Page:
The Daily Show correspondent will become the first black co-anchor of Saturday Night Live's "Weekend Update." NPR TV Critic Eric Deggans says his hire could help diversify comedy well beyond NBC.
There are no winners in Joseph O'Neill's new novel The Dog, just a long downward spiral into stalemate as the nameless narrator flees a bad breakup and gets mired in shady financial dealings in Dubai.
Next week the people of Scotland vote on whether to become independent from the U.K. Author Marie Mutsuki Mockett recommends a book that illuminates the Scottish psyche, Iain Banks' The Crow Road.
Wilson used a groundbreaking moral argument to get the U.S. involved in World War I. A. Scott Berg's book fills in missing pieces of the president's life. Original interview broadcast Sept. 10, 2013.
The film based on Dennis Lehane's short story Animal Rescue is supposed be a thriller, but the narrative doesn't have much urgency. The reason it's worth seeing? James Gandolfini is at his peak.
Stray Dogs is a challenging film about poverty, unconventionally structured and shot but faithful to the emotional resonance conveyed by its very long shots.
Bill Hader and Kristen Wiig play brother and sister in a family drama that takes on the relatively neglected matter of adult siblings and their complex bond.
As a kid, director James Cameron was fascinated with exploring the world around him — everything from pond water to bugs. Those childhood obsessions led him some of the deepest places underwater.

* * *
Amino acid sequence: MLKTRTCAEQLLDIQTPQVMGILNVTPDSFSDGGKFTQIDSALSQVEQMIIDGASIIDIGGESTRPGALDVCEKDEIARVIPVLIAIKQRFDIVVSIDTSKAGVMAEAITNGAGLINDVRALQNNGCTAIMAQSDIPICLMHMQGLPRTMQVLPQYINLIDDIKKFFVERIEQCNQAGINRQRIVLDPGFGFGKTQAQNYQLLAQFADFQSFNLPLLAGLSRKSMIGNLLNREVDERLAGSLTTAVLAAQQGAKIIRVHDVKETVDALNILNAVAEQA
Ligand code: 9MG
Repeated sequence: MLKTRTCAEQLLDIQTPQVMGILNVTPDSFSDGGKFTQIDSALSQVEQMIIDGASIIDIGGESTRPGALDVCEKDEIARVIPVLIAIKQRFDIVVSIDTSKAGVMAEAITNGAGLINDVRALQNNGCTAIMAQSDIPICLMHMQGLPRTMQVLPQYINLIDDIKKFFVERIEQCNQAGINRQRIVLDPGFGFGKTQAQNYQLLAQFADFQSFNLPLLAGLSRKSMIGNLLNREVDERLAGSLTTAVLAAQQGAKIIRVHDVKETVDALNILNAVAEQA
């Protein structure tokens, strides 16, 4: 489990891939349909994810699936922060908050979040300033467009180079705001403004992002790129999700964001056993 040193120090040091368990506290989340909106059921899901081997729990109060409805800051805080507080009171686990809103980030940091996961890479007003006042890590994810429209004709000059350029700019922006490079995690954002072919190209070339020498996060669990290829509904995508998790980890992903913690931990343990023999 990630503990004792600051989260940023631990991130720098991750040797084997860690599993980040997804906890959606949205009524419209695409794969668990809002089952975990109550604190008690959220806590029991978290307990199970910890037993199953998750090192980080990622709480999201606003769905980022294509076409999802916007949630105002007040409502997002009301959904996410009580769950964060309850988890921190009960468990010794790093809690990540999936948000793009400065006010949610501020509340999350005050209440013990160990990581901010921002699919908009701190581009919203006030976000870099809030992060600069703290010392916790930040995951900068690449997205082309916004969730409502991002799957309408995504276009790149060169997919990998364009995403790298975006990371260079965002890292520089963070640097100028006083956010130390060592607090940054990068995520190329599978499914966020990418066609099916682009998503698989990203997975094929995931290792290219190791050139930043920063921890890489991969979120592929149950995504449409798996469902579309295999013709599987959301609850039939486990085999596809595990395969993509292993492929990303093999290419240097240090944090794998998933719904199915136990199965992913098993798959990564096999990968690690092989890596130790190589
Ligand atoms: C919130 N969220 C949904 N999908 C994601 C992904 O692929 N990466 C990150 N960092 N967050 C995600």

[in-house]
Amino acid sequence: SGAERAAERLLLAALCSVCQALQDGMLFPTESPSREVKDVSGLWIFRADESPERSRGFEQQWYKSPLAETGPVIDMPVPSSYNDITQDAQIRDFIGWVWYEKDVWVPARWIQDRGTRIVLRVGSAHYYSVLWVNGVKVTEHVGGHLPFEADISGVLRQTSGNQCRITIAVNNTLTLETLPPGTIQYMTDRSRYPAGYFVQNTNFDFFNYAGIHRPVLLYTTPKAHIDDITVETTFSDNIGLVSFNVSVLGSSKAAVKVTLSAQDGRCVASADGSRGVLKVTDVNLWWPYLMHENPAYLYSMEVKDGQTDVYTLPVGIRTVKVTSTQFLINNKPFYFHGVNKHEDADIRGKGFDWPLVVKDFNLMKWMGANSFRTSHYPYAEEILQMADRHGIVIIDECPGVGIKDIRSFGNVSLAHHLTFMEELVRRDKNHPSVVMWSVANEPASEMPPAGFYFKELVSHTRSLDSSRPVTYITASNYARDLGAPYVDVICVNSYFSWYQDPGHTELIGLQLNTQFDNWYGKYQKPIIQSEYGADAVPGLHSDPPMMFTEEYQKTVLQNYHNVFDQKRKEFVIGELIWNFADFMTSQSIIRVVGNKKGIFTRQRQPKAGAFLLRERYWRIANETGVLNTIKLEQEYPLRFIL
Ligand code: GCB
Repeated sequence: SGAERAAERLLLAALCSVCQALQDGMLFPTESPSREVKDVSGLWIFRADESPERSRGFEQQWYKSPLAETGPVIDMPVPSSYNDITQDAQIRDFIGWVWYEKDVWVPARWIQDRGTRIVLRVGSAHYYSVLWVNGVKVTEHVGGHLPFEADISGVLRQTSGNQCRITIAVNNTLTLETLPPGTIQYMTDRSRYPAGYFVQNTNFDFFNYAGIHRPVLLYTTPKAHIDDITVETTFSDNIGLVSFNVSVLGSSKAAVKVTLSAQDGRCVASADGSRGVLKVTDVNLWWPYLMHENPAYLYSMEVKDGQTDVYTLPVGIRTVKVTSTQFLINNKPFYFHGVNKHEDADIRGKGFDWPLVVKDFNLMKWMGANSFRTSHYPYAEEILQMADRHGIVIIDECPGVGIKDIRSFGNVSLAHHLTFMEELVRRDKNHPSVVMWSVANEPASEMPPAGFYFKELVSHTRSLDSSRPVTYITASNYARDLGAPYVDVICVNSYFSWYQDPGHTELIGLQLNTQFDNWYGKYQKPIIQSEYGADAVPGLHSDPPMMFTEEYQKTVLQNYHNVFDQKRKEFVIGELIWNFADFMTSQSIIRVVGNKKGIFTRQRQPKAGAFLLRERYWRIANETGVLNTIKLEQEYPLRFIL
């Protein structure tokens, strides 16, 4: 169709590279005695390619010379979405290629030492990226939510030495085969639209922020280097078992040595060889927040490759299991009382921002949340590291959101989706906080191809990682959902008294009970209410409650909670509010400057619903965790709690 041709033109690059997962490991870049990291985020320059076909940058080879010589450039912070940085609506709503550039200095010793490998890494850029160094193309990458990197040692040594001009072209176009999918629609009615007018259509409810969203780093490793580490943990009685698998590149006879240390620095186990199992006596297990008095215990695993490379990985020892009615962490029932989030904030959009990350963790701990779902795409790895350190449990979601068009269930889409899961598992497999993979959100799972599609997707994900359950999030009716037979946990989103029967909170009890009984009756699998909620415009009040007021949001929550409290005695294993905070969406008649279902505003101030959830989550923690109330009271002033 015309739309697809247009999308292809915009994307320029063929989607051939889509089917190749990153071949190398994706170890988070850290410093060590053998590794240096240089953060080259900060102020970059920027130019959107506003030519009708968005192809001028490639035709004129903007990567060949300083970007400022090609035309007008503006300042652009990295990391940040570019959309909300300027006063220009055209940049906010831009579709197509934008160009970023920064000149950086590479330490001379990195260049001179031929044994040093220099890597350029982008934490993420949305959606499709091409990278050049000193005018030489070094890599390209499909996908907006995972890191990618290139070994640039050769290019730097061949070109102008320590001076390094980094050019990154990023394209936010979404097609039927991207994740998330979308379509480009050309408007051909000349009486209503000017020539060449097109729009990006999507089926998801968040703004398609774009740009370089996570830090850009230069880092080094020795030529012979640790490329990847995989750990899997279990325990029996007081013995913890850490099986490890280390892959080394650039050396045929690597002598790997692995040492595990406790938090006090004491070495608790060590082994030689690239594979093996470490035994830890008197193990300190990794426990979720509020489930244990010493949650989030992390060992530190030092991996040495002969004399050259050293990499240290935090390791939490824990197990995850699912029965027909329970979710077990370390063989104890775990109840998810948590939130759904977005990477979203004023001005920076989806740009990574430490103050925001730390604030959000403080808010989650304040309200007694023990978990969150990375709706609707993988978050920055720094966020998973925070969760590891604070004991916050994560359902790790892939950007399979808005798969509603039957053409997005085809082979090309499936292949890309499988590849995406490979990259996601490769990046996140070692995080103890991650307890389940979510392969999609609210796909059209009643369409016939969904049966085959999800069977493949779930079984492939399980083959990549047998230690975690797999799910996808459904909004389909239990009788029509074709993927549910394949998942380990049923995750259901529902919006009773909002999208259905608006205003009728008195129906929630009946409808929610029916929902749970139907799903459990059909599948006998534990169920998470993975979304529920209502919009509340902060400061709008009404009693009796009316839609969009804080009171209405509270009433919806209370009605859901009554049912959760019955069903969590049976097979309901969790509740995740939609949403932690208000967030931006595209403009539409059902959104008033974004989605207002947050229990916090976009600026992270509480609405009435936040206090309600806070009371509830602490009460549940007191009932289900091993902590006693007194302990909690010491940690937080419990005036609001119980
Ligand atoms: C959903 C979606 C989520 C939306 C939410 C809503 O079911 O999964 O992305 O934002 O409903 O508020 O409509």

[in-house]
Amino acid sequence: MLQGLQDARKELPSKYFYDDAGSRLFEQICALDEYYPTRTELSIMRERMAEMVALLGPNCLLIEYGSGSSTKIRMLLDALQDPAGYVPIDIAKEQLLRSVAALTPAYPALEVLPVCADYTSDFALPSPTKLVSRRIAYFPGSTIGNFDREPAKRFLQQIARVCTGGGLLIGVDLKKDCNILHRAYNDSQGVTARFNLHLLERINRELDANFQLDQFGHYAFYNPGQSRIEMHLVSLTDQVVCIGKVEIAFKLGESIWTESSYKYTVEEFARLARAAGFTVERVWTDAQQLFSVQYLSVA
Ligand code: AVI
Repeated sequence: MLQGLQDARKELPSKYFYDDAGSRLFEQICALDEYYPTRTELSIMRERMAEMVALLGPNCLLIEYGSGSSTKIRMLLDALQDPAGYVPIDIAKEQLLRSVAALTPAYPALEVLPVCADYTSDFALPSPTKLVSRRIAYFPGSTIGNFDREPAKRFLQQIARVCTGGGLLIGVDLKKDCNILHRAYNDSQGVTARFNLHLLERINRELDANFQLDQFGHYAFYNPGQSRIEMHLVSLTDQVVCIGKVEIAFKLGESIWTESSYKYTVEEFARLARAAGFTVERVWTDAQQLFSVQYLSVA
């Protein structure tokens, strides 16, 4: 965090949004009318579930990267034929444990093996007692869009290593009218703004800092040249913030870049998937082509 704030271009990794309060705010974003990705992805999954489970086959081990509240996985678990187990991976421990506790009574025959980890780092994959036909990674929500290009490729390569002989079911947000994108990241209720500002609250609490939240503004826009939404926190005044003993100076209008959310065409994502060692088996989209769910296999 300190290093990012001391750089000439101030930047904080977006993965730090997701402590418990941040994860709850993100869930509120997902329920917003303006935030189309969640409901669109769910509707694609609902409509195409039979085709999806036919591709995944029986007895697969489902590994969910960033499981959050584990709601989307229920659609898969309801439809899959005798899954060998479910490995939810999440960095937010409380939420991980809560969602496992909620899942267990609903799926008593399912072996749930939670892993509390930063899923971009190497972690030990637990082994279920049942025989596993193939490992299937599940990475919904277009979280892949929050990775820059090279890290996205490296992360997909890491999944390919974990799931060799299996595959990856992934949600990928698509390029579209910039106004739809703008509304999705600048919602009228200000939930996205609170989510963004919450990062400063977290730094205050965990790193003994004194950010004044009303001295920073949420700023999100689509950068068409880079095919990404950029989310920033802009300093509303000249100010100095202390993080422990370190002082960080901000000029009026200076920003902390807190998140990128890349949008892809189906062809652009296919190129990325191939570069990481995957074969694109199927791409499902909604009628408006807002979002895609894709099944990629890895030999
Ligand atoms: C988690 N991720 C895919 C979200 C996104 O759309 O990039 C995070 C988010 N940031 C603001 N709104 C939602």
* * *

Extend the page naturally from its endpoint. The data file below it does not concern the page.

Mythbusters co-host Adam Savage talks about three people who inspired him to be curious: his dad, a former Earth-science teacher, and physicist Richard Feynman.
Designer Thomas Thwaites explains what compelled him to build a toaster, literally from the ground up.
Director James Cameron's blockbuster films create unreal worlds. He reveals his childhood fascinations and how they fueled the passion behind his movies.
Biologist Nathan Wolfe says the unseeable world of microbes is fertile ground for new discoveries.
Also: E-book singles publisher Byliner is acquired by Vook; an excerpt of James Franco's new novel.
The Disappearance of Eleanor Rigby's three incarnations share similar scenes with subtle differences. Director Ned Benson calls his project "delusional," especially for a first-time feature filmmaker.
Kiel delighted moviegoers with his quiet menace and his metal teeth in the role of Jaws, the Bond villain henchman who not only survived his encounters with 007, but also lived happily ever after.
David Mitchell's latest fantasy is an odyssey into the dark side, spanning from 1984 to 2043. It's about a teenager who runs away from her London home and becomes prey to a ghastly gang of mystics.
The HBO show began its final season Sunday. Terence Winter says he wrote the Prohibition-era drama in part to work with Martin Scorsese. It was "something I couldn't possibly ... pass up," he says.
Reviewer Annalisa Quinn says the poems in Glück's new collection Faithful and Virtuous Night are lovely in places, but also misty, ambiguous, and seemingly in love with their own haziness.
Also: writing advice from Emma Straub; the legacy of John Updike.
Marcos Giralt Torrente's memoir of his absentee father, the famed Spanish painter Juan Giralt, frequently resorts to lists and repetition to get across Torrente's exasperation, anger and love.